Early on in 2012, predominantly older audiences flocked to an ensemble drama about retirees heading to India for one last hurrah and an escape from their humdrum British lives. While The Best Exotic Marigold Hotel was a sleeper hit, it was also a borderline racist, soullessly pandering, manipulative, unfunny mess that somehow inexplicably became lauded simply because it has a competent cast. It’s a movie that I’m still furious over to this very day whenever it’s brought up, but it makes me appreciate a film like Dustin Hoffman’s delightful retirement drama Quartet even more in its wake.
Sharing a cast member in the always great Maggie Smith as a literal opera diva begrudgingly forced into a retirement community exclusively marked for trained classical musicians of all sorts, Quartet is a straightforward ensemble comedy about growing old not so gracefully that isn’t afraid to make its characters look like buffoons when they have to. It’s a delicate comedy that has enough old timey charm and grace to appeal to older audiences, while stuffed with enough genuine belly laughs to appeal to almost anyone looking for something light amid the dour and serious slate of this January’s releases.
For what’s quite astoundingly his feature directorial debut following almost a lifetime in front of the camera, Hoffman weaves a tale about how said retirement home has fallen on harder times than usual. The enclave blowhard and head-retiree-in-chage (Michael Gambon) has been trying to pull together an important charity event to raise enough money to keep the tight knit and catty community in fine working order. After the headliner of the event falls though, he sets wheels in motion to bring together one of the most notable quartets of singers in opera history to remount their much lauded performance of Verdi’s Rigoletto on the famed composer’s birthday.
All four of them, however, are at vastly different stages of old age. The amorous Wilf (Billy Connolly) has suffered a stroke that leaves him without a mental filter and often devoid of manners to go hand in hand with his already massive ego. The well intentioned Sissy (Pauline Collins) still walks the grounds with a discman in hand and a song in her heart, but her dementia is becoming unmanageable. Reggie (Tom Courtenay) has fallen into teaching visiting students, and has been the best adjusted of the bunch until Smith’s Jean Horton arrives. Once married and then divorced unceremoniously so she could follow her own skyrocketing career, Reggie gets one final chance to face his regrets at a time when he should be living without them.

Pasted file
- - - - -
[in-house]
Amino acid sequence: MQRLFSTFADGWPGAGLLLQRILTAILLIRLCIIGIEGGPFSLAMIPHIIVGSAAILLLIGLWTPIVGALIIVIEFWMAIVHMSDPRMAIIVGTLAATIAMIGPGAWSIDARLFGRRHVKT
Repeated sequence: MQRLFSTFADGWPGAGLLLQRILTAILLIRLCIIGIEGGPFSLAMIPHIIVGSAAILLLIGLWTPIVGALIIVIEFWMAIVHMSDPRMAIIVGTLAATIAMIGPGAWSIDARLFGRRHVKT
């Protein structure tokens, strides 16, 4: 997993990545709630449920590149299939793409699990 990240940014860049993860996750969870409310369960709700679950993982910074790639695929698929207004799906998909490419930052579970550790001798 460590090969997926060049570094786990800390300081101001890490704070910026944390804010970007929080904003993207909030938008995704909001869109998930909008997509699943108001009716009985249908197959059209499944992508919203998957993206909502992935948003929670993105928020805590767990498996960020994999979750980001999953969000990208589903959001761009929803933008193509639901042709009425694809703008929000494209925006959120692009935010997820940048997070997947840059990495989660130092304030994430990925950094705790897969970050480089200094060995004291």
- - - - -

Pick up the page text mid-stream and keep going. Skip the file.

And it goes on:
Aside from some smart dialogue and a supporting cast of actual musicians in the background to compensate from the leads’ lack of skill in that department, Hoffman delivers a consistently funny and unpretentious comedy about pretentious people. He does a fine job taking the script from Ronald Harwood (adapting his own play) and making casual audiences who couldn’t care less about opera as a medium care enough about these characters to laugh with them and not at them. He has a knack for directing comedy, and it would be nice to watch him return to the genre as a director sooner rather than later.
His cast also nails all of the script’s high notes wonderfully. While it’s not too much of a stretch for Smith to play a stand-offish, egotist who expects no help from anyone when she truly needs it, she imbues Jean with a lovely sense of humanity that makes her seem reasonable rather than shrill. Courtenay does a fine job as his counterpart and his take on a man suddenly feeling hangdog and heartbroken anew feels natural and unforced. Collins takes a character that could have easily been caricature, and instead creates a sweetheart that can be rooted for without feeling sorry for her while genuinely worrying about her overall wellbeing.
As for Connolly, he kinds of steals the show with his riotously over the top comedic relief. He’s an old school good time boy still in search of hedonistic pleasure, but he still has the capacity to care for his friends in need. If the retirement home was a college campus he would be the character constantly running afoul of Gambon’s scheming Dean of Students. The only problem with Connolly is that his character feels like it’s had the most chopped from it along the way and he’s become relegated to the background. His interactions with Gambon and with a somewhat underused Sheridan Smith as the head doctor feel like subplots that got trifled with along the way.
It’s of little matter though, considering that the closer to the fundraiser the movie gets the more strained it begins to feel. Quartet seems like an unlikely movie to talk highly of here, but it’s a lot more genuine than most comedies, and a lot funnier than anything else out at the moment that’s actively billed as such. It certainly isn’t a swan song for any of the players involved, but it’s a solid performance piece from four (five if you count Hoffman) great talents making lovely music together.
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